Imperial Dalek Emperor 
The Emperor of the Imperial Dalek faction features in Remembrance of the Daleks. During the serial it is revealed that it contains the Kaled Davros, rather than a Dalek mutant. With only his head and partial torso visible, he is carried in a life support casing similar in design to the TV21 comic version of the Dalek Emperor. The travel machine has no appendages. A translucent hexagonal panel is located centrally on the front of the dome, in a position approximating that where an eye stalk would be mounted on a standard Dalek casing. A strip-light is mounted vertically behind it, which scans from side to side when the Emperor speaks. The front upper section of the dome is shown to operate like a visor, retracting upward and to the rear to reveal Davros within.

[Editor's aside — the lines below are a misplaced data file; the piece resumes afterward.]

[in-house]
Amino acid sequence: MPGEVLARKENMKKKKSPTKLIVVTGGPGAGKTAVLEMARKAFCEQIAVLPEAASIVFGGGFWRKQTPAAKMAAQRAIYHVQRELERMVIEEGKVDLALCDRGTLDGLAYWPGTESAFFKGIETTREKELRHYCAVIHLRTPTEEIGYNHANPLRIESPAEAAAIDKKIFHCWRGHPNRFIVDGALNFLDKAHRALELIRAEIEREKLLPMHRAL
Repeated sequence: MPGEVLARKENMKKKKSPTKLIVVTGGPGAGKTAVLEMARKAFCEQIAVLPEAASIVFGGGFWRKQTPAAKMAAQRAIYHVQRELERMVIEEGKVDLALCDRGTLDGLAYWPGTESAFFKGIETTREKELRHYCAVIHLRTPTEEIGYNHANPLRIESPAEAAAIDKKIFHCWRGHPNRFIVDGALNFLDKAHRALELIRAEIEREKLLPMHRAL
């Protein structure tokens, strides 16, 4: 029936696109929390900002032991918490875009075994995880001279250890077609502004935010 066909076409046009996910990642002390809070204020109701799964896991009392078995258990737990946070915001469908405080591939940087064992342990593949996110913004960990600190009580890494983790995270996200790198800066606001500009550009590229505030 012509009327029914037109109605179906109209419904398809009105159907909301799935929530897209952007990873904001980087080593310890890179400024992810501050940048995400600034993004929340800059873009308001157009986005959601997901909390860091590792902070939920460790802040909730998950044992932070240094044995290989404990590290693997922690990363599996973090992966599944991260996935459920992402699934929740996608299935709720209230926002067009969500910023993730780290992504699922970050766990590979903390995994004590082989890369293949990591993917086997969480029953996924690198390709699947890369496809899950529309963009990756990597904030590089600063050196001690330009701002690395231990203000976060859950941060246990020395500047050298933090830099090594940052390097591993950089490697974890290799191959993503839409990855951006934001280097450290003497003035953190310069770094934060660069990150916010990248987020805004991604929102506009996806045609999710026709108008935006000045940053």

In Remembrance of the Daleks (1988) the Imperial Daleks are opposed by 'Renegade Daleks'. Most of the Renegades seen in the serial are of the Necros Dalek design but with the prominent neck bin strip below the lower neck ring removed. The shoulder mesh is also coarser than that previously seen, resembling a perforated, solid material. Renegade drones are painted grey with a black fender, hemispheres, collars, slats and appendages. A Renegade Supreme Dalek also appears, being a BBC promotional prop made by Martin Wilkie and Lorne Martin. It too is primarily based on the Necros design but with a different collar, slat, mesh and neck bin arrangement. It is further differentiated by having a small eyeball and orange dome lights and appears in a black paint scheme with silver neck rings, neck struts, hemispheres, collars, mesh and slats.
Remembrance of the Daleks was the Daleks' last appearance in the 'classic' Doctor Who series, with the programme being put on hiatus by the BBC after December 1989.
'New Series' Daleks